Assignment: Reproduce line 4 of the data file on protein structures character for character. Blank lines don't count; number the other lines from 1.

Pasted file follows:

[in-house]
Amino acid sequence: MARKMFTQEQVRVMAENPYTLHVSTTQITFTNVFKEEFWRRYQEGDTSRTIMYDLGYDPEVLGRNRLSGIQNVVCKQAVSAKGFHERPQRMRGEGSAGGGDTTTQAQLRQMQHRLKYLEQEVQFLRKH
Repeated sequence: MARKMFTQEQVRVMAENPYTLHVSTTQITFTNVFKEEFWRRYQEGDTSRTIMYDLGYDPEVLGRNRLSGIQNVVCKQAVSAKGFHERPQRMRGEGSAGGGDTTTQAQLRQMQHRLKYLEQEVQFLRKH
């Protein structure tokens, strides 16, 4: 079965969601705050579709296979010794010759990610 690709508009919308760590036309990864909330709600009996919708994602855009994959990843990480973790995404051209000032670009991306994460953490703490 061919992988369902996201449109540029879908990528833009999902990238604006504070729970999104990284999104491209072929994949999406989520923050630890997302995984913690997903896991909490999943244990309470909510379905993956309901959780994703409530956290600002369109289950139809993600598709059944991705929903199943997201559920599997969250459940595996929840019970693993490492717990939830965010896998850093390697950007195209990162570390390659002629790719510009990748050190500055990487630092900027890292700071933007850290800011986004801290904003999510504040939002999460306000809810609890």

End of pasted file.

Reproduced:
């Protein structure tokens, strides 16, 4: 079965969601705050579709296979010794010759990610 690709508009919308760590036309990864909330709600009996919708994602855009994959990843990480973790995404051209000032670009991306994460953490703490 061919992988369902996201449109540029879908990528833009999902990238604006504070729970999104990284999104491209072929994949999406989520923050630890997302995984913690997903896991909490999943244990309470909510379905993956309901959780994703409530956290600002369109289950139809993600598709059944991705929903199943997201559920599997969250459940595996929840019970693993490492717990939830965010896998850093390697950007195209990162570390390659002629790719510009990748050190500055990487630092900027890292700071933007850290800011986004801290904003999510504040939002999460306000809810609890």